You can watch more of Boston Police Commissioner William Evans in the following talk on “Latest Trends in Big City Policing,” recently given at a conference hosted by Rave Mobile Safety. While I should warn you it is not the most succinct presentation, it manages to be both informative and funny.  Commissioner Evans talks a lot about community policing, sharing stories about Occupy Boston, the Marathon Bombings, and sharing his opinion on issues such as the use of body cameras.  He also might mention casing Patriot owner Robert Kraft’s house with the current Mayor of Boston, Marty Walsh…

 

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Erroll Southers reminds us that not all terrorism is related to Islam

Filed under: General Homeland Security,Radicalization,Terrorist Threats & Attacks — by Arnold Bogis on June 3, 2015

Recent and not so recent events in Boston notwithstanding, I think it is important to be reminded that the definition of terrorism does not include “Islam,” “Islamic,” “radical Islam,” etc.  That is obviously not to say that there is no such things as Islamic terrorists, but it also means that you can have a wide range of actors such as Christian terrorists, racist terrorists, anti-government terrorists, environmental terrorists…well, you get the point.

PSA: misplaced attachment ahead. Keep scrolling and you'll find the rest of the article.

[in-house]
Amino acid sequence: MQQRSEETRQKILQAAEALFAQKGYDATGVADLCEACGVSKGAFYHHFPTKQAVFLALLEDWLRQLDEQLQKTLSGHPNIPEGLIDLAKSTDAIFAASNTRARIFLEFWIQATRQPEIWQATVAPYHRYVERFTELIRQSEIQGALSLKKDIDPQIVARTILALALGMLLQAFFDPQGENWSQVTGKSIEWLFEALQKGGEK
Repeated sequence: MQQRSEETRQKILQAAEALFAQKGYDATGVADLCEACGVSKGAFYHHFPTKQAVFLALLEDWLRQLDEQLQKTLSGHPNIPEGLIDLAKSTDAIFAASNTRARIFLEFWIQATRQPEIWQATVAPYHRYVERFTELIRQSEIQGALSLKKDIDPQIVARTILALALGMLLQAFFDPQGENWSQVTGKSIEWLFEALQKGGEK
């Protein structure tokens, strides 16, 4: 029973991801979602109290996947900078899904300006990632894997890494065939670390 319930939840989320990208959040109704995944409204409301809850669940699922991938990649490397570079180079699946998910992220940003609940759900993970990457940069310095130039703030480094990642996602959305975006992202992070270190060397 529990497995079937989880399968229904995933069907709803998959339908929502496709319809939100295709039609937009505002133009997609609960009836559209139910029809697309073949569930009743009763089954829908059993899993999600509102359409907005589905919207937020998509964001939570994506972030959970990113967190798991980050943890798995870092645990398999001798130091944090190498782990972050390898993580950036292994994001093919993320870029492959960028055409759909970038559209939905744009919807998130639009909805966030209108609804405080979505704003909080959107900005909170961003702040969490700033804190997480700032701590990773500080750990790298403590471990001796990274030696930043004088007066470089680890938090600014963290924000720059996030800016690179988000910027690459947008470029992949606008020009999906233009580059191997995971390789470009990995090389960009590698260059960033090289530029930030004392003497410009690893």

However, I often worry that many in the media and even homeland security professionals have missed or forgotten this concept.  Earlier today the folks at Security Debrief pointed out a recent TED talk by homeland security expert Erroll Southers where he deftly makes the case for recognizing the wider nature, and danger, from homegrown violent extremism.  You can catch the highlights at Security Debrief or watch his entire talk below.

Just my opinion, but I would recommend sharing this with any colleagues, friends, and/or family that might think that if it ain’t related to Islam it’s not terrorism.

 

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June 1, 2015

Rafe Sagarin: 1972-2015

Filed under: General Homeland Security — by Christopher Bellavita on June 1, 2015

In 2002, Rafe Sagarin worked in Washington, D.C. as a science advisor to a California Congresswoman.

Sagarin was a marine ecologist. He looked at the barricades, armed guards, and other security features of post 9/11 Washington through an ecological frame.  He described what he saw as an ecology of fear.

That observation led to one of the few fundamentally creative insights in homeland security thinking. Sagarin asked what biology had to contribute to homeland security. His answer: “plenty.”

Sagarin argued biology offers 3.5 billion years of experience and more than 20 million answers to the question of how one survives and thrives in a hostile and unpredictable world.

He wrote several books and numerous articles amplifying that theme. See, for example, “Learning From the Octopus: How Secrets from Nature Can Help Us Fight Terrorist Attacks, Natural Disasters, and Disease,”  and an article in Foreign Policy called “Adapt or Die.”

Here’s an excerpt from an article he wrote for Homeland Security Affairs: